Thus, from the above results, we can say that most of the times our system is working as per our expectations and identifying correct and wrong facts as such. Let us see in exact figures, how well the module worked.
Hence, we can see that for a majority of the cases, the system can correctly identify whether a fact statement is true or not. We have already seen in the previous section as to why the module may fail in certain cases.
However, we would also like to point out the fact that we have taken really difficult and extremely confusing examples. For example, there are many web pages which address Mumbai as the commercial capital of India. In such a scenario, it becomes very easy for the system to fail as most of the words match the query string, with the exception of ``Commercial''. Though semantically, the word makes a huge difference, the syntactic structure of the sentence may fool the system. It should be hence noted that even in this case, our system was able to identify the statement for the wrong fact that it is.
Also, the one correct fact, which was stated as untrue was, ``India, the world's largest democracy, is one of the oldest civilizations in the world.'' We can instantly see that this is a very long sentence and this is the reason that the system fails to identify it as a correct fact. This may be because Google cannot accept very large search strings. If we break up the sentence into ``India is the largest democracy in the world'', and ``India is one of the oldest civilizations in the world'', then the system identifies both sentences as true statements of fact.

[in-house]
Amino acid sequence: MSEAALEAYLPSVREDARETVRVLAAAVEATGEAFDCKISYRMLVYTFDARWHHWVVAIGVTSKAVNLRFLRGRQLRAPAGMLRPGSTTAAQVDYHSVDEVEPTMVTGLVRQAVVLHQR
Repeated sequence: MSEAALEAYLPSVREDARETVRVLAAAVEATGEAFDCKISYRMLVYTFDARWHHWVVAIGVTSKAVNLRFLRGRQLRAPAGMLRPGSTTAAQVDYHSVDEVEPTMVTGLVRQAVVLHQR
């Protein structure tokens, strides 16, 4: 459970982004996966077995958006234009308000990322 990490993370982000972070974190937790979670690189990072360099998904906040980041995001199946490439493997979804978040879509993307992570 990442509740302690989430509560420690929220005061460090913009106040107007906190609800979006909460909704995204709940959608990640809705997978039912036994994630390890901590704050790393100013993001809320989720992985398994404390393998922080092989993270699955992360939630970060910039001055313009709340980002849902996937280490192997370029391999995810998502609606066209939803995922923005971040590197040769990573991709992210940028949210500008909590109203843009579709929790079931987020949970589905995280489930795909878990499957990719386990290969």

Besides the String::Similarity package that was used in this module, gives absurd results when there are many intervening spaces in between the words of a particular sentence. This results in a high similarity score of 0.4545 between two dissimilar sentences such as ``and women managers in Singapore. Human Relations'' and ``In 1960 Ellis Page set the stage for automated writing evaluation''. The occurances of ``age'' in ``managers'' and ``Page'' and ``stage'' causes the algorithm to rate the similarity very high. The package that was downloaded from CPAN was based on And-Or Difference Algorithm  which basically works on ``Edit-distance concept'' which compares strings based upon the number of characters that need to be edited to transform one string into another. This algorithm was implemented by Marc Lehmann as a CPAN module.